Squishy Robots Could Aid Rescue Workers
A flexible robot inspired by squids and other soft-bodied animals can crawl without the aid of wheels or treads.
CREDIT: George Whiteside
Soft robot starfish that can squirm past obstacles could one day help rescue trapped disaster victims, scientists now suggest.
Inventors routinely fashion mobile robots that use treads or wheels to move around. Such robots are often heavy and expensive, and their rigid metallic parts can limit their range and make it hard to navigate difficult terrain.
To overcome such limitations, scientists have now built a flexible robot from soft, elastic plastics and silicone rubbers. The four-limbed robot was inspired by creatures such as squid, worms and starfish that thrive despite lacking hard skeletons.
"It is an approach to extending the idea of robots machines that do work or tasks that people can't or don't want to do to imitate groups of simple, soft animals," researcher George Whitesides, a chemist at Harvard University, told InnovationNewsDaily.
The researchers control each of the robot's legs by driving compressed air in and out of a series of pneumatic channels running through the limbs. In this manner, they could make the robot crawl and undulate through an obstacle course that likely would hinder most rigid metallic robots. For instance, they could squeeze the robot underneath a glass plate elevated just an inch or so (2 centimeters) above the ground in less than a minute the robot normally stood up to 2 inches high (5 cm) when crawling, but could flatten itself to approximately a half-inch (0.9 cm) thick.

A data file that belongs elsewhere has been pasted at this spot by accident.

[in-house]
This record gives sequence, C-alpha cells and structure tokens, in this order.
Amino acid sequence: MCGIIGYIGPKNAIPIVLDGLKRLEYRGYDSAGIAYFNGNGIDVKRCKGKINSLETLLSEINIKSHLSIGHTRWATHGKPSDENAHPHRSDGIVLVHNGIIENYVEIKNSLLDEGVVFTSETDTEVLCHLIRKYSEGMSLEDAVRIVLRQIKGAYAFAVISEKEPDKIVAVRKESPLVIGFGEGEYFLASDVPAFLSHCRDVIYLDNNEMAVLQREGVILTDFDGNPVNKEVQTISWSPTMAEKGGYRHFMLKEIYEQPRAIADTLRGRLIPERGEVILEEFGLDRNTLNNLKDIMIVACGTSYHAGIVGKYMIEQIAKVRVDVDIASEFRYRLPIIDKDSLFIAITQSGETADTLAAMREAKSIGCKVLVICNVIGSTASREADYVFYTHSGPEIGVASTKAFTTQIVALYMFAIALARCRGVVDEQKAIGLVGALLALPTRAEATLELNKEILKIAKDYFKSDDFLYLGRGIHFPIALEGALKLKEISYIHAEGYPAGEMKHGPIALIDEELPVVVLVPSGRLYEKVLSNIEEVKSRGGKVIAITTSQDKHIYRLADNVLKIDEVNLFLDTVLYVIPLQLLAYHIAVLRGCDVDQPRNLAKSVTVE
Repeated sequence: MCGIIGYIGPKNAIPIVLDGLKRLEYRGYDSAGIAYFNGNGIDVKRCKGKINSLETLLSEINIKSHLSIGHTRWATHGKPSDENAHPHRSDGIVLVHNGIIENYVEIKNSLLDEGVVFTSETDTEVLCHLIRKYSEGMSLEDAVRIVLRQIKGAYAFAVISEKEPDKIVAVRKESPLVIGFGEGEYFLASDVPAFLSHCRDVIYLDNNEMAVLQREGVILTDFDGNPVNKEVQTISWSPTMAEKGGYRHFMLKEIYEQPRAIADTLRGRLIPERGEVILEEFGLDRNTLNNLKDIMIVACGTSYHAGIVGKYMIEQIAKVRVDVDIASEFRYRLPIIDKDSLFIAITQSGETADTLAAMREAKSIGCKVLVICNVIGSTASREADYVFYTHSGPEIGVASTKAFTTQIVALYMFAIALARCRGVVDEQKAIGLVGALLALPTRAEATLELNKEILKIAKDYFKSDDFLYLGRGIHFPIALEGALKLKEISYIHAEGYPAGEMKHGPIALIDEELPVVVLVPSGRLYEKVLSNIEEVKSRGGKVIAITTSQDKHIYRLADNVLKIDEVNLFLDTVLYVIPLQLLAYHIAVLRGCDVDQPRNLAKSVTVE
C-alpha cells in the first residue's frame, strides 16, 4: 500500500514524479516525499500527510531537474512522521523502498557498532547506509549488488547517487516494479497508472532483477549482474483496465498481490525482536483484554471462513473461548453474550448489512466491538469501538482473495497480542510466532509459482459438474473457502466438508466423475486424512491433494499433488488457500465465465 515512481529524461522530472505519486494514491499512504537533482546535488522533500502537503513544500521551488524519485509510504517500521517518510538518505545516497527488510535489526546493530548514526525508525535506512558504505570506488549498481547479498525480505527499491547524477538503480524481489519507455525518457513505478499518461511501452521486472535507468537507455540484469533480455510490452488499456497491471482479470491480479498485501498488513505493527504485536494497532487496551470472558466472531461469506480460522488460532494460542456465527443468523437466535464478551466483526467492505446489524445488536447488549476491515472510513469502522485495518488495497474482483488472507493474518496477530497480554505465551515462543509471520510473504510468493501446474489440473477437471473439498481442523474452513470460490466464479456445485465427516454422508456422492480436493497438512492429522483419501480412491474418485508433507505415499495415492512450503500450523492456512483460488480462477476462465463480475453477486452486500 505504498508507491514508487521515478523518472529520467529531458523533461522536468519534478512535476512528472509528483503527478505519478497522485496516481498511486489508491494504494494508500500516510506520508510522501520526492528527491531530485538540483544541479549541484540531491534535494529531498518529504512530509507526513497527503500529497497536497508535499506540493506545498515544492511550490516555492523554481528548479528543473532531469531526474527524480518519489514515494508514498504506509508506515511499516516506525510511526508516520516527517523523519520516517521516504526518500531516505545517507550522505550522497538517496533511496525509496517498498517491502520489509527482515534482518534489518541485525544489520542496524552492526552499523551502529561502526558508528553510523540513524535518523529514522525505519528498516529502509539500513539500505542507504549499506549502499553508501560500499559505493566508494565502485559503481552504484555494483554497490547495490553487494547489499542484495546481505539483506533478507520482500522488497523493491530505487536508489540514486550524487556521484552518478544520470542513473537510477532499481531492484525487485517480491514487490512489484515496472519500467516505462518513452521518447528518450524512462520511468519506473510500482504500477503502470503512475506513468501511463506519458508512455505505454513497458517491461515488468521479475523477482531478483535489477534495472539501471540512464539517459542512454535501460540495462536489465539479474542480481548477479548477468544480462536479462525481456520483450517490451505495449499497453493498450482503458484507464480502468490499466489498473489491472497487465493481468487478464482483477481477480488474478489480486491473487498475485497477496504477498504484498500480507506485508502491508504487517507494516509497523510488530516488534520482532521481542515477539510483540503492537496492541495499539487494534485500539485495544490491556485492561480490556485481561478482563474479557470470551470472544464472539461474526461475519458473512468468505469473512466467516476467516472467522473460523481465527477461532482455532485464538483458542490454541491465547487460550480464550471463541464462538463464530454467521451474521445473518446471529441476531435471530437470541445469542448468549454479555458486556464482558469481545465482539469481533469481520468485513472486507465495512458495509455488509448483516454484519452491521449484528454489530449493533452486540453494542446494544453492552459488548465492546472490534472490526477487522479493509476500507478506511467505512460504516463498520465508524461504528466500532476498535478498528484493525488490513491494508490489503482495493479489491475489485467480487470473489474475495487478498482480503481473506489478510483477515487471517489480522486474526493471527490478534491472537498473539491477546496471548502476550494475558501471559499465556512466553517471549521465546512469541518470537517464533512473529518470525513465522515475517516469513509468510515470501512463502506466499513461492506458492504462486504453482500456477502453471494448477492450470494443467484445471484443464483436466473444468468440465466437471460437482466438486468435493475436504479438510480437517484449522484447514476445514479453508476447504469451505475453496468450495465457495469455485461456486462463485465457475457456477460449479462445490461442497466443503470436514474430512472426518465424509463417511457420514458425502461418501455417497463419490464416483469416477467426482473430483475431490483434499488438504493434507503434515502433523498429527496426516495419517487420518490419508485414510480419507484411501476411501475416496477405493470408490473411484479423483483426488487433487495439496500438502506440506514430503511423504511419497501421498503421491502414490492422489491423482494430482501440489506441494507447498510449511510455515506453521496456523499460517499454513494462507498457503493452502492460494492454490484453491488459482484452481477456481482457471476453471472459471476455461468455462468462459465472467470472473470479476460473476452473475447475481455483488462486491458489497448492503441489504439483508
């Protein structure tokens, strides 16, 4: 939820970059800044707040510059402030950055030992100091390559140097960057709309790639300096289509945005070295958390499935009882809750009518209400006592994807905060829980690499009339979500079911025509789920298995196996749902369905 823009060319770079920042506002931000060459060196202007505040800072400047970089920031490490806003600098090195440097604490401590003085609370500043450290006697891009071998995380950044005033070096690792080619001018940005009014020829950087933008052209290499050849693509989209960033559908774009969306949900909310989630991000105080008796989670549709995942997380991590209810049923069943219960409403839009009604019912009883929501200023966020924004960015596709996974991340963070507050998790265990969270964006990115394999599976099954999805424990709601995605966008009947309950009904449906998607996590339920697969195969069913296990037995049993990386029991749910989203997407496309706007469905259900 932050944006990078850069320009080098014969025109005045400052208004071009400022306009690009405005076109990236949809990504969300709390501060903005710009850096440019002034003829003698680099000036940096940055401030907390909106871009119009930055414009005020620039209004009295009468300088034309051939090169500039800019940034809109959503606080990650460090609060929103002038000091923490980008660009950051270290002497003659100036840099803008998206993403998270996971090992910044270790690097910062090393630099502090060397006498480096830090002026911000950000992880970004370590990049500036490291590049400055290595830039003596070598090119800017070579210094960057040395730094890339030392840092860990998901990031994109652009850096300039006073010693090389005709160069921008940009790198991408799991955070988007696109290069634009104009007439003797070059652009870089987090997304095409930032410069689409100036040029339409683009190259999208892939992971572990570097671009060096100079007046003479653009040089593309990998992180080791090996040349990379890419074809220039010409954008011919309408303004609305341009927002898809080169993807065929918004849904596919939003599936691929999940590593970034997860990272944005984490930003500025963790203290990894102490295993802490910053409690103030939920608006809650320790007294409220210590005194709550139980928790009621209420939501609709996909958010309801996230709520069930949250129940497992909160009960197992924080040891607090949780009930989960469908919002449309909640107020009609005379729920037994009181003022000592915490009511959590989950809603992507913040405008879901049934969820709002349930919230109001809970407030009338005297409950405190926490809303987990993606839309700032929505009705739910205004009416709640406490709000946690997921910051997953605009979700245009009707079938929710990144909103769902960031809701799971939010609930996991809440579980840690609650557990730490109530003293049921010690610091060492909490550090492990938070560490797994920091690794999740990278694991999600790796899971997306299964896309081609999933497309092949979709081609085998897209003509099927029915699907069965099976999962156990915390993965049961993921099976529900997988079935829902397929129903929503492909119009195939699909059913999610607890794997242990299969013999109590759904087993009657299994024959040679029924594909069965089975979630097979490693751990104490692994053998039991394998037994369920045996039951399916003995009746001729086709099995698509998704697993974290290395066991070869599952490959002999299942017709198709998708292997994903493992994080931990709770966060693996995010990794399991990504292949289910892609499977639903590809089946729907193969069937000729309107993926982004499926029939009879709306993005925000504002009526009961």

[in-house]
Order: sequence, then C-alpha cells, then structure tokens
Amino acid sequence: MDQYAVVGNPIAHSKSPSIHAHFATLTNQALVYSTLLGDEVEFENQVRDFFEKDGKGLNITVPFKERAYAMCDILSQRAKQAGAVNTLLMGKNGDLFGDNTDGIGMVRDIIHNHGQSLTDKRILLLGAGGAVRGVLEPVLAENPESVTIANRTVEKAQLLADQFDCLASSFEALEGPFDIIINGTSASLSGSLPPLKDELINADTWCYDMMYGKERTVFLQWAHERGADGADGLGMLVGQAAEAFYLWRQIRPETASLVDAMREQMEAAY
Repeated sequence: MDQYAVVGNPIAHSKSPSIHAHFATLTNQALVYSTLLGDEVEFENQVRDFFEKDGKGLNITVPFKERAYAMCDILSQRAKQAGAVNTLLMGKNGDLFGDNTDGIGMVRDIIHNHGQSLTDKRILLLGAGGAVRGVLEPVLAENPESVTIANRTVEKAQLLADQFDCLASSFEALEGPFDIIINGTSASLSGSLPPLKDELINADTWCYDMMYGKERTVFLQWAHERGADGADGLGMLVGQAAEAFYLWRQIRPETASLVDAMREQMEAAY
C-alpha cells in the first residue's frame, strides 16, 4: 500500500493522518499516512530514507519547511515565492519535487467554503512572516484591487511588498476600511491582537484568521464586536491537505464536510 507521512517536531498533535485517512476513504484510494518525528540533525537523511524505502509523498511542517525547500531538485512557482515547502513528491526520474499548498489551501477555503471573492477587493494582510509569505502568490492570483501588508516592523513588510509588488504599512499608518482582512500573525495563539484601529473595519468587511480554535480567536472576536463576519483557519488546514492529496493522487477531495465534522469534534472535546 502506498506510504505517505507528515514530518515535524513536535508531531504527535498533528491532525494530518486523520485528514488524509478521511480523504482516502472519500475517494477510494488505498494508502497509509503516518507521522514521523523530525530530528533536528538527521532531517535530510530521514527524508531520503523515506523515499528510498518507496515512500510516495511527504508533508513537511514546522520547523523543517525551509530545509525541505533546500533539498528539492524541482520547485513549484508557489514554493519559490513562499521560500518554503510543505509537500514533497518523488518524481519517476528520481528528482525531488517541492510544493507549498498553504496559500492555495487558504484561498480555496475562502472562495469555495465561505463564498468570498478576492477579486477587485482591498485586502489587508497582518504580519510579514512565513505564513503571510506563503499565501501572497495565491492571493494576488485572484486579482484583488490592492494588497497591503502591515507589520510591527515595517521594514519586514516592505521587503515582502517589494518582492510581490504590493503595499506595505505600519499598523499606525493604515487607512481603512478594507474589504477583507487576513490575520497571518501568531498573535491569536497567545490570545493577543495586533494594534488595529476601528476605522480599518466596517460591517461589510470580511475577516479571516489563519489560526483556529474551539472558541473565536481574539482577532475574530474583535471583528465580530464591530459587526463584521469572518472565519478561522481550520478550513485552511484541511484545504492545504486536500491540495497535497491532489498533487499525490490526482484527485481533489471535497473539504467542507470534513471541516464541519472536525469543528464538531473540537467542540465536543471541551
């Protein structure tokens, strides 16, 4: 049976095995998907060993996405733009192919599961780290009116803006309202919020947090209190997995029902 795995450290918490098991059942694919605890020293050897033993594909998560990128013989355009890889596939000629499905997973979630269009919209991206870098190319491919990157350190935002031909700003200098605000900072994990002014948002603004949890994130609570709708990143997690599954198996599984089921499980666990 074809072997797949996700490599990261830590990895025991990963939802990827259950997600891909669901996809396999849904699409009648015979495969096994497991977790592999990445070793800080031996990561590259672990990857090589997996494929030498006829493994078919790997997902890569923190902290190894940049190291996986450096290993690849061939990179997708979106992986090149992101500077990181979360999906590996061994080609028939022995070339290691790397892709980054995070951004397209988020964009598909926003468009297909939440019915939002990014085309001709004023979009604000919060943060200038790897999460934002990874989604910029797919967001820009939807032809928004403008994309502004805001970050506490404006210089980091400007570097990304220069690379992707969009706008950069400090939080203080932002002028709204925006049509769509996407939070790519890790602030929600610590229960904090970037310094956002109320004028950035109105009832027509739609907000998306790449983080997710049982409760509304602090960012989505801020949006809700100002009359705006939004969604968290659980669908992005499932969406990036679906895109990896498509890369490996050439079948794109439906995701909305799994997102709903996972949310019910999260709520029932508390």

"One can get very interesting, complex and potentially useful kinds of motions from very simple actuation basically blowing up a balloon," Whitesides said.
This soft type of robot was far simpler, faster and cheaper to make than conventional hard robots, scientists added. The fact they are rubbery also means they are resistant to much of the kind of damage that can impair rigid droids, such as bumps, scrapes, falling on rocks or twisting from getting caught in rubble.
"They can go into places where people don't want to go because they are too dangerous disaster relief," Whitesides suggested. "They can be assistants to humans in some procedures for example, perhaps surgery, where manipulating tissue may require some delicacy. They are light, so they can be carried easily in deflated form, and move across soft or unstable terrain."
The soft robots do currently run on external air supplies, "and for many applications that will be fine," Whitesides said. "For robots that have to move on their own, one could imagine a small compressor carried by the robot, or perhaps a cylinder of compressed air, to power the system."
The materials that soft robots currently are made from render them more susceptible to cuts and punctures and less capable of supporting loads as large as rigid droids can handle, researchers cautioned. Still, using tougher materials could help address both problems, they said.
"The question with any new technology is, 'What is it really good for?'" Whitesides said. "We'll find out as we go along."
Whitesides and his colleagues detailed their findings online Nov. 28 in the Proceedings of the National Academy of Sciences.